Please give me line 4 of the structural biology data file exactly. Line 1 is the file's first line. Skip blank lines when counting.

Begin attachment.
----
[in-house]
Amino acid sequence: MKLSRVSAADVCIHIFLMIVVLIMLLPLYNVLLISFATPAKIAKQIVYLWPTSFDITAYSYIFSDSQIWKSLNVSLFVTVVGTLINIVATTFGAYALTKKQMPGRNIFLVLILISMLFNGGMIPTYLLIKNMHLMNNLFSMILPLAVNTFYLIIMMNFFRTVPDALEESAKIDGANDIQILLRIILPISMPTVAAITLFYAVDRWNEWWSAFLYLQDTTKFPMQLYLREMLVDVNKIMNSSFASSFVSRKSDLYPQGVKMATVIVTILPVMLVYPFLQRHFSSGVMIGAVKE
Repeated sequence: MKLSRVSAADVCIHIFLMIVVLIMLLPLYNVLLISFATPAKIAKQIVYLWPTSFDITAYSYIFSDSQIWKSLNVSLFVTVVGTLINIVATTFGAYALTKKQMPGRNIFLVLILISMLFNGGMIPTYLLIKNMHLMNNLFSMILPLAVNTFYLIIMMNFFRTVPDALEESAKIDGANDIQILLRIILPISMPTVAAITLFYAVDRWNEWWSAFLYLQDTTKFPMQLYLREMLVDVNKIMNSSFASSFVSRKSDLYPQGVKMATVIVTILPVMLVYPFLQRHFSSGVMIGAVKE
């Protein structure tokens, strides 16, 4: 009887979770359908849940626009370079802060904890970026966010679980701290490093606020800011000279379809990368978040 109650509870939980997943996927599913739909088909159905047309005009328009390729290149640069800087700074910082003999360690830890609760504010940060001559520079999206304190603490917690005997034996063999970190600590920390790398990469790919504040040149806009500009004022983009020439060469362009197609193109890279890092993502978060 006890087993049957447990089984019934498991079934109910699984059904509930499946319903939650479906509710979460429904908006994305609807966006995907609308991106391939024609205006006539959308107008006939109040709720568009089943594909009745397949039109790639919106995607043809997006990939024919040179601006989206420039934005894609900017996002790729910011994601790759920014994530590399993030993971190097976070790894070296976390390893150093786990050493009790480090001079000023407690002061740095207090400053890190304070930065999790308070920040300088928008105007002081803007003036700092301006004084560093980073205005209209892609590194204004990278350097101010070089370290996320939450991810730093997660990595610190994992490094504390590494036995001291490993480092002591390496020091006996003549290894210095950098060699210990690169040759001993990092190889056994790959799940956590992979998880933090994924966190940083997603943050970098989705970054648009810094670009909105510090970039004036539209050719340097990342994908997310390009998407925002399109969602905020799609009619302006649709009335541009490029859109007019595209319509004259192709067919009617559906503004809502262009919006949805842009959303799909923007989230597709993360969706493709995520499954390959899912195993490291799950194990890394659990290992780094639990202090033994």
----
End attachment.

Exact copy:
């Protein structure tokens, strides 16, 4: 009887979770359908849940626009370079802060904890970026966010679980701290490093606020800011000279379809990368978040 109650509870939980997943996927599913739909088909159905047309005009328009390729290149640069800087700074910082003999360690830890609760504010940060001559520079999206304190603490917690005997034996063999970190600590920390790398990469790919504040040149806009500009004022983009020439060469362009197609193109890279890092993502978060 006890087993049957447990089984019934498991079934109910699984059904509930499946319903939650479906509710979460429904908006994305609807966006995907609308991106391939024609205006006539959308107008006939109040709720568009089943594909009745397949039109790639919106995607043809997006990939024919040179601006989206420039934005894609900017996002790729910011994601790759920014994530590399993030993971190097976070790894070296976390390893150093786990050493009790480090001079000023407690002061740095207090400053890190304070930065999790308070920040300088928008105007002081803007003036700092301006004084560093980073205005209209892609590194204004990278350097101010070089370290996320939450991810730093997660990595610190994992490094504390590494036995001291490993480092002591390496020091006996003549290894210095950098060699210990690169040759001993990092190889056994790959799940956590992979998880933090994924966190940083997603943050970098989705970054648009810094670009909105510090970039004036539209050719340097990342994908997310390009998407925002399109969602905020799609009619302006649709009335541009490029859109007019595209319509004259192709067919009617559906503004809502262009919006949805842009959303799909923007989230597709993360969706493709995520499954390959899912195993490291799950194990890394659990290992780094639990202090033994």